Religious Symbolism in John Steinbeck's The Grapes of Wrath Essay

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Religious Symbolism in John Steinbeck's The Grapes of Wrath


In his novel The Grapes of Wrath, John Steinbeck portrays the movement of a family of migrant workers, the Joads, from Oklahoma to California during the Great Depression. Steinbeck's novel, though it is surprisingly lacking in surface-level symbolism, was "conceived [on] simultaneous levels of existence, ranging from socio-economic determinism to transcendent spirituality" (DeMott, xiii). One of the many levels on which this novel can be read is as a parallel to the stories of Christ and the Exodus (Louis Owens, John Steinbeck's Re-Vision of America, quoted in DeMott, xiii). Steinbeck intertwines allegories based on these two stories throughout his novel. Through
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(Steinbeck, Working Days, 23-24)

Here, "general" refers to the "intercalary" chapters and "particular" refers to those chapters specifically telling the story of the Joads. In each of these two settings, Steinbeck introduces an allegory pulled from the Christian tradition. In the story of the Joads, we see the story of Christ, here represented in the figure of Jim Casy. The intercalary chapters, on the other hand, can be interpreted as patterned on the Biblical story of the Exodus. One of the effects of Steinbeck's separation of the two stories, for which he obviously strove, is that the religious undercurrents within the two stories are also cleanly separated. This effect helps to distinguish them and makes us, as readers, more likely to notice them.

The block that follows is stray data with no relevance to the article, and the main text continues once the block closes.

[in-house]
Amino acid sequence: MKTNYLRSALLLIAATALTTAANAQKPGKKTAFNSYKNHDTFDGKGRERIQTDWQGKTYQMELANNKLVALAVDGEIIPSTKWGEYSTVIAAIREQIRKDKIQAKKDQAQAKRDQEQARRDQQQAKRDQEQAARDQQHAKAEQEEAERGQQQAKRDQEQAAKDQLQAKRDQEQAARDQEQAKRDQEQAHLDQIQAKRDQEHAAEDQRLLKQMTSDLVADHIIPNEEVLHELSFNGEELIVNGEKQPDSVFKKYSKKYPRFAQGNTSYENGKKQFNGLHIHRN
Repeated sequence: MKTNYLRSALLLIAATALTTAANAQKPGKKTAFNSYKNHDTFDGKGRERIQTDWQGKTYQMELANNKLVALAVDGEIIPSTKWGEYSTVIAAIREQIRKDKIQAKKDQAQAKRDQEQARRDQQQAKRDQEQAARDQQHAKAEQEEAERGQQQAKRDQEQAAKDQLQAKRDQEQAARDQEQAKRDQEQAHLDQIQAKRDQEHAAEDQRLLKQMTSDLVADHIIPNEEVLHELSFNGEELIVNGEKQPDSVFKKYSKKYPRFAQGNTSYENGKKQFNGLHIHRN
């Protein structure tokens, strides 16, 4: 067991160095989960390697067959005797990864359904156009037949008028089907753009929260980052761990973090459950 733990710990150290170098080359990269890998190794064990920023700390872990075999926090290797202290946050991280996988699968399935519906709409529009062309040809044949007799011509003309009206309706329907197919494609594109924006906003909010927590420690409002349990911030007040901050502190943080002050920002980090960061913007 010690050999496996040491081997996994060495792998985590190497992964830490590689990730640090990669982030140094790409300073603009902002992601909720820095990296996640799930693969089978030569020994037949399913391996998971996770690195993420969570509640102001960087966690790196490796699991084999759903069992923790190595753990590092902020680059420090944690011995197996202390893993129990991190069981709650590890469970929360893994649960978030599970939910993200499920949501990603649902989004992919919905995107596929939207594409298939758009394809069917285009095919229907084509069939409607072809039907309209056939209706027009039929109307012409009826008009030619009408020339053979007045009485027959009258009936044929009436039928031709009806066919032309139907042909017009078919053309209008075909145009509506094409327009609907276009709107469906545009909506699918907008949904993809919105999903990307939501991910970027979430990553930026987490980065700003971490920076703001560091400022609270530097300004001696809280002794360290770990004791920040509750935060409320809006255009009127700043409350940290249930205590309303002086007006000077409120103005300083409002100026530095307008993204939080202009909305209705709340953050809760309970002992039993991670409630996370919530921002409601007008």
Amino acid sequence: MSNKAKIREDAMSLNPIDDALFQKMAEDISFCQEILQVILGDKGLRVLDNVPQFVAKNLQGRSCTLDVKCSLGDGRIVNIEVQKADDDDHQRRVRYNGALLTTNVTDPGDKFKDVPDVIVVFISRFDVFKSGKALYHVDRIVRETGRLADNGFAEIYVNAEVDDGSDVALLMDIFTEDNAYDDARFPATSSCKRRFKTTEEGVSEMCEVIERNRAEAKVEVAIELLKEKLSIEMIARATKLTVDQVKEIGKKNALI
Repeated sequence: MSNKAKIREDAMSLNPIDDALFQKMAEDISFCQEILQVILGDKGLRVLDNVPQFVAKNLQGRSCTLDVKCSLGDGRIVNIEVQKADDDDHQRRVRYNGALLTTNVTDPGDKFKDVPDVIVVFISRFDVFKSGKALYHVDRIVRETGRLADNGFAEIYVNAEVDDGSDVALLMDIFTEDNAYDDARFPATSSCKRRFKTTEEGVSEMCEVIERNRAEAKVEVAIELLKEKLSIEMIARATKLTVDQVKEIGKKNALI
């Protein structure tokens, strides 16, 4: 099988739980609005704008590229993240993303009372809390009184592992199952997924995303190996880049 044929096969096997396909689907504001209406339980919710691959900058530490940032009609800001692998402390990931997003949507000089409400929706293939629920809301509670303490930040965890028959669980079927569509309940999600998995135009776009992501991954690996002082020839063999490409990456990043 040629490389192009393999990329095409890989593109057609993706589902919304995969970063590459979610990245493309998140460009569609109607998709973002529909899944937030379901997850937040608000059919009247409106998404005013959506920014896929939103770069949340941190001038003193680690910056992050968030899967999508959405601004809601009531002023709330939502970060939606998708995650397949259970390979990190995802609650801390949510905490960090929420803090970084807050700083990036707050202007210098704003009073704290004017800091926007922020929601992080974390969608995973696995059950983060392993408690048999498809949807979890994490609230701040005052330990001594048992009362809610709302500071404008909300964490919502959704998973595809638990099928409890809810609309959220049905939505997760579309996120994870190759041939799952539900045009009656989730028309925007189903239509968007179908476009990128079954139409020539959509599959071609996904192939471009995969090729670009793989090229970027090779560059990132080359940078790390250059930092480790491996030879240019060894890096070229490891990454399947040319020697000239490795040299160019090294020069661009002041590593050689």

In the novel, Jim Casy serves as a Christ-like figure. First, we can consider the obvious similarities between them. They share the same initials. In both cases, the figure has twelve primary followers. In Christ's case, there are the twelve apostles. In Casy's case, there are the twelve Joads: Granma, Granpa, Uncle John, Al, Ma, Pa, Tom, Noah, Rose of Sharon, Ruthie, Winfield, and the unborn baby. These two similiarities, though, could be simply coincidence: "J. C." are fairly common initials, and twelve is not large enough of a number to really require explanation. More importantly, Casy is the person with the most ties to organized religion that we meet in the novel. He is a former…